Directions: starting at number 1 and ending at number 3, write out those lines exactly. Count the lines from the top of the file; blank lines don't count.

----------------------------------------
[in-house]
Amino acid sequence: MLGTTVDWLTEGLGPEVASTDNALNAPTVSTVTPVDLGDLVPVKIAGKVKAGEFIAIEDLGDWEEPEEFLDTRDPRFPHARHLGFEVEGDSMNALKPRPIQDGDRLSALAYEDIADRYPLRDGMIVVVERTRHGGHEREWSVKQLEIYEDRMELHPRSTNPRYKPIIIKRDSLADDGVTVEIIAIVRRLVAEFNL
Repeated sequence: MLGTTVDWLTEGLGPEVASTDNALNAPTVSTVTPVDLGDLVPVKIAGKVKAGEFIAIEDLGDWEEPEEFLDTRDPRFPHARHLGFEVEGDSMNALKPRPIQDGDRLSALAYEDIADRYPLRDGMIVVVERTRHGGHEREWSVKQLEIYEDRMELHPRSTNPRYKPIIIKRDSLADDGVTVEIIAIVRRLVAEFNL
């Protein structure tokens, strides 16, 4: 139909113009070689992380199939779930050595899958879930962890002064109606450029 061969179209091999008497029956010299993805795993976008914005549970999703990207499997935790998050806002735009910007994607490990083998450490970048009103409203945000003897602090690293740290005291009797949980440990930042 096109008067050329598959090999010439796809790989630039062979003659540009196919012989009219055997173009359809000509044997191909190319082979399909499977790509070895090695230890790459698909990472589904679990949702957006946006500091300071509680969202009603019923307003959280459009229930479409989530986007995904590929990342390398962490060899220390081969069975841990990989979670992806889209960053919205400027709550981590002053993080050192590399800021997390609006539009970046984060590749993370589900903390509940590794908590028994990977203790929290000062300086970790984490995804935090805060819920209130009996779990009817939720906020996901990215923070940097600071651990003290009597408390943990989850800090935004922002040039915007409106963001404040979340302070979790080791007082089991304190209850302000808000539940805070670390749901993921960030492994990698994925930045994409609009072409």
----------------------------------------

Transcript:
[in-house]
Amino acid sequence: MLGTTVDWLTEGLGPEVASTDNALNAPTVSTVTPVDLGDLVPVKIAGKVKAGEFIAIEDLGDWEEPEEFLDTRDPRFPHARHLGFEVEGDSMNALKPRPIQDGDRLSALAYEDIADRYPLRDGMIVVVERTRHGGHEREWSVKQLEIYEDRMELHPRSTNPRYKPIIIKRDSLADDGVTVEIIAIVRRLVAEFNL
Repeated sequence: MLGTTVDWLTEGLGPEVASTDNALNAPTVSTVTPVDLGDLVPVKIAGKVKAGEFIAIEDLGDWEEPEEFLDTRDPRFPHARHLGFEVEGDSMNALKPRPIQDGDRLSALAYEDIADRYPLRDGMIVVVERTRHGGHEREWSVKQLEIYEDRMELHPRSTNPRYKPIIIKRDSLADDGVTVEIIAIVRRLVAEFNL